It turns out to be possible to get some of the benefits of asparagus crossfeed by throttling the core engines down while the boosters are running -- the outer tanks thus empty first because they're consuming propellant faster. This is much easier to engineer -- no crossfeed plumbing, just throttlable engines. This is what Falcon Heavy actually does. Installing more or larger engines on the outer boosters would be generally equivalent, as well.

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    $\begingroup$ If you want to empty and drop off S4 first, its tubopumps have to have 4x as much power as the S1 turbopumps (S4 has to be emptied at 4x the rate of S1). $\endgroup$
    – Hobbes
    Nov 6 '18 at 19:04
  • $\begingroup$ 3x for crossfeed, 1x for its own engines, but that's only if you need the core to stay 100% full -- crossfeed can still be useful at less than 100%. Your point is taken, though, and I've edited. $\endgroup$ Nov 6 '18 at 19:13
  • $\begingroup$ @RussellBorogove "To maintain proper tank pressurization, the crossfeeds have to be pump-driven" Are you sure this is true? If all the tanks are connected at their bottoms (with large enough connections as to not impede flow), and only the ones you are trying to empty are being fed ullage pressurant, it should cross-feed right?. $\endgroup$
    – Lex
    Nov 6 '18 at 20:40
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    $\begingroup$ Ahhh, okay, the pumps need to move as much propellant, but not achieve the same pressure, as engine turbopumps. $\endgroup$ Nov 9 '18 at 12:58
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    $\begingroup$ Yes, pump power is proportional to massflow and pressure difference. You may not need the additional pump if the inducer of the main pump can handle the reduced inlet pressure. Several engines, such as SSME and several Russian engines have a boost pump spinning at a different speed. That allowes them to work down to almost a vacuum. $\endgroup$ Nov 12 '18 at 1:38
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Asparagus staging is possible, but not viable.

Mainly because pumping fuel around at the speeds and volumes needed for launch is a really big job, but also partially because the actual tank dry mass we achieve is so much better than KSP does, that the benefit is much reduced.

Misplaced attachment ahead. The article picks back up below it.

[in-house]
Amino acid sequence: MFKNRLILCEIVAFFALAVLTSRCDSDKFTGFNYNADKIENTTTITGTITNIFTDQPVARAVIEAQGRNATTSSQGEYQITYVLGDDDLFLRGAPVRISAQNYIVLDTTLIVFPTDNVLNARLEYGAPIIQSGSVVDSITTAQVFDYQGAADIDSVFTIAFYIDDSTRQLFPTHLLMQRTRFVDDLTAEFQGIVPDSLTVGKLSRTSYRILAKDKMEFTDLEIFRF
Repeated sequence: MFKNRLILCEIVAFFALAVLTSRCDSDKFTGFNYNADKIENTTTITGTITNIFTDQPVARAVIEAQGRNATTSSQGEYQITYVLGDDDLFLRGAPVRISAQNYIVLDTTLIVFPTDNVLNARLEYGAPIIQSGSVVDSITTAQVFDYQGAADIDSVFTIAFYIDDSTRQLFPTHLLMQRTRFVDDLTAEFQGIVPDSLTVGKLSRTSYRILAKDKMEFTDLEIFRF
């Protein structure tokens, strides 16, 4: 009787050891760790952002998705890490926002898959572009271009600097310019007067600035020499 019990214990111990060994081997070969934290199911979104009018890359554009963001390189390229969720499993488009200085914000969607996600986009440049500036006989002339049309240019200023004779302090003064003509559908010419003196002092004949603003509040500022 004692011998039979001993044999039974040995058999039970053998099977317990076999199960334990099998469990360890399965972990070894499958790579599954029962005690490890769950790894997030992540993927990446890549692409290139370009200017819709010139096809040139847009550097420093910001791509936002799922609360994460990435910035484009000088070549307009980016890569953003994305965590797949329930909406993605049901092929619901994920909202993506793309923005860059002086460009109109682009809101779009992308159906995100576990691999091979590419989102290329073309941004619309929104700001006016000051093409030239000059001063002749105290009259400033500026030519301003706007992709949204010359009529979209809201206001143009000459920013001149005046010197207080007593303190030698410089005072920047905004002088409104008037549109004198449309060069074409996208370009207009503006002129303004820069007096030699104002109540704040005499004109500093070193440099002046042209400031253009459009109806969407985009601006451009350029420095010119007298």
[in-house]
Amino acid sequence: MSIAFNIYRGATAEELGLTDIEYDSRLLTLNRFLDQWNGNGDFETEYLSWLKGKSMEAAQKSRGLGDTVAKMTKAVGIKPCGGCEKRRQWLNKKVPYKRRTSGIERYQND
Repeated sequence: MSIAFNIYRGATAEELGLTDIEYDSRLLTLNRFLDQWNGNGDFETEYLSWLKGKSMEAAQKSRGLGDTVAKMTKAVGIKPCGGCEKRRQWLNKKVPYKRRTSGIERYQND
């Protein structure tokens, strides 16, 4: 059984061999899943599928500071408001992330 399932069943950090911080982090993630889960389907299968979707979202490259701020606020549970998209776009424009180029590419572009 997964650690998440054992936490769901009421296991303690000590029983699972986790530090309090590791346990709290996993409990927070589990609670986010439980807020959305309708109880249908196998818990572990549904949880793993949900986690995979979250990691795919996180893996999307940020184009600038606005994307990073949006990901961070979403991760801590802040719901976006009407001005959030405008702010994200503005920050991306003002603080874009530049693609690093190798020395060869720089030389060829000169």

KSP tanks are about 10% dry mass(tanks only, no extras), thus ropping them provides very solid gains for your rocket. The Falcon 9 first stage with engines, avionics, gridfins and legs still manages dry mass of only 6.5%. For bare naked tanks the dry fraction will be much less, possibly even under 2%.

The proportional gain from dropping just a tank would be....minor. Not worth it, compared to the mass, intricacy, power needs and introduced failure modes that come with pumping several tons per second of cryogenic liquids around.

Nor, apparently, is even the somewhat more benign "onion" staging viable.
The closest we've ever had to this was the Space Shuttle's external tank, which was sort-of a single-tank onion system, except that the orbiter did not carry any fuel for the SSME's onboard, so it's more of just an external tank not even a drop tank.
SpaceX did take a serious look at implementing crossfeed on their Falcon9Heavy, this would have been a basic onion staging system, but have decided that the problem is either undoable or more likely just not worth doing.

What is worth doing is the sort of thing that the Delta IV Heavy, and the Falcon9Heavy do: Run the launch with full throttle on the side boosters, and reduced throttle on the core booster. This allows the rocket to stage off the side boosters on depletion, while still having some fuel available on the core booster. This is a compromise solution that provides some of the benefit of crossfeed, but completely sidesteps the added complexity and risk of the plumbing needed.